(ORDO NEWS) — Astronomers have applied artificial intelligence to the processing of images of the sky taken with the Subaru Telescope’s ultra-wide field of view camera, and have been able to achieve very high accuracy in detecting and classifying spiral galaxies.
This method, used in conjunction with projects involving the involvement of amateur astronomers in image processing, has great prospects for the future, scientists say.
The research team, led by Ken-ichi Tadaki of the National Astronomical Observatory of Japan, used deep machine learning, a form of artificial intelligence, to classify galaxies that are part of a large Subaru telescope. a collection of great scientific importance.
Due to the high sensitivity of the new method, about 560,000 galaxies were identified in the images. “Manual” classification of such a large number of galaxies by morphological features would be a very difficult task. Artificial intelligence allowed processing without human intervention.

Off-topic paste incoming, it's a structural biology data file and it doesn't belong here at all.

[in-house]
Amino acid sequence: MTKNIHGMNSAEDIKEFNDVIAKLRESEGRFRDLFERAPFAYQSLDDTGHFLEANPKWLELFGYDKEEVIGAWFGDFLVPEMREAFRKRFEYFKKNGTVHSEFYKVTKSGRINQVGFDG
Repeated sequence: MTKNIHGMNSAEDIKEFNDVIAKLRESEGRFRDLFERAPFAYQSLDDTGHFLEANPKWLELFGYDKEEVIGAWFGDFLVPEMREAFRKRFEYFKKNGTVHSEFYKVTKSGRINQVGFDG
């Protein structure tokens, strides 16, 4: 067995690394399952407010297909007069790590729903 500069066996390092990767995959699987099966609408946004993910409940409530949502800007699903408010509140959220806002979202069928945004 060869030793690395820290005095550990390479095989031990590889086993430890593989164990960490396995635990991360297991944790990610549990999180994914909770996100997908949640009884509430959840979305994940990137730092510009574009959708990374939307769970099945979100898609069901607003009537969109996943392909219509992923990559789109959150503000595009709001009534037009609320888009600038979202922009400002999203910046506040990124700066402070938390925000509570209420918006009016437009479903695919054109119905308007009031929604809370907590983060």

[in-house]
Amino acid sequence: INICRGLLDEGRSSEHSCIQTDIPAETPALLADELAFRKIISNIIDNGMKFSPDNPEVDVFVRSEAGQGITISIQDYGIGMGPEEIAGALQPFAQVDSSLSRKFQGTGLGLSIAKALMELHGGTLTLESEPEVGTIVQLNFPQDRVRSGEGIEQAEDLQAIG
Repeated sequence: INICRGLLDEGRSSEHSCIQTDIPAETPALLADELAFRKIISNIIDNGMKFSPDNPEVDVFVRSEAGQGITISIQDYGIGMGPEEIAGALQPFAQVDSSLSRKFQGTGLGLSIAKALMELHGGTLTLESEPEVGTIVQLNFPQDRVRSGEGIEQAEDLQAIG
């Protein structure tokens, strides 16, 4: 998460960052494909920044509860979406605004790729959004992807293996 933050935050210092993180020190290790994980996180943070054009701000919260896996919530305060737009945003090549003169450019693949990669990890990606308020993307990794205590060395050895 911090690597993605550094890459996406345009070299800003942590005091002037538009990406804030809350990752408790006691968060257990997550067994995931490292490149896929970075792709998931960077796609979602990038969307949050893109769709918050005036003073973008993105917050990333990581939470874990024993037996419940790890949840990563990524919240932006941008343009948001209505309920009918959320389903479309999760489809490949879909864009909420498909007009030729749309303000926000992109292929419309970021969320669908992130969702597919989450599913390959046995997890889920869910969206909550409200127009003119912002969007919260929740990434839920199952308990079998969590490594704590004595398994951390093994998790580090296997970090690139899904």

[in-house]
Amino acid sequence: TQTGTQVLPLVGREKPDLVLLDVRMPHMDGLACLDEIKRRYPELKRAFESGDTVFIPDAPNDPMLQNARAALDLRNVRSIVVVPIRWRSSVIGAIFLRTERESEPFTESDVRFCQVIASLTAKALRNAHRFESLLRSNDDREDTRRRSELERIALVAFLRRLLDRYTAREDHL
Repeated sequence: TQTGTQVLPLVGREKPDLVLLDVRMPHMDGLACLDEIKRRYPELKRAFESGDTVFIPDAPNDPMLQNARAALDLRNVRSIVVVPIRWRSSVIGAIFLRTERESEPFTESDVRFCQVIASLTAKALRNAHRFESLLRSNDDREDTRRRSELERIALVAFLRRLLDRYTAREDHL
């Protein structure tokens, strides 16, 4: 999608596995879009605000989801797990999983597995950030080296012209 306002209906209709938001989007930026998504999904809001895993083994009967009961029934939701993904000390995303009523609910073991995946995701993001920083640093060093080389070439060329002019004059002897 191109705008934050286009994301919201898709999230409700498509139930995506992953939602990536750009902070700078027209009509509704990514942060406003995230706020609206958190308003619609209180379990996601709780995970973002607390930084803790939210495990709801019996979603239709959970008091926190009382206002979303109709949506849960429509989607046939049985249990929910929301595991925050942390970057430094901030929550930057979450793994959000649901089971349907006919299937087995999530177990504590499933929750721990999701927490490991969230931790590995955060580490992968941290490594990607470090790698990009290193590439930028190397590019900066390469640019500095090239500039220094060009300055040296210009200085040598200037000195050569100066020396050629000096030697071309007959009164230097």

Previously, artificial intelligence has already successfully proven itself in the classification of galaxies into “spiral” and “non-spiral”. In early research, Dr. Tadaki “trained” artificial intelligence on a set of galaxies correctly identified by amateur astronomers and applied it to another set of 80,000 galaxies that was successfully computerized with a 97.5 percent accuracy for spiral galaxies. …
Now, after receiving confirmation of the effectiveness of his method, Tadaki used it to classify galaxies into subclasses in more detail, while training artificial intelligence on a much larger set of galaxies classified by the forces of amateur astronomers as “colliding” and “not experiencing” in within the Galaxy Cruise project, which is led by the National Astronomical Observatory of Japan. Tadaki believes that this “union” of machine and man promises to bring good results in the future.
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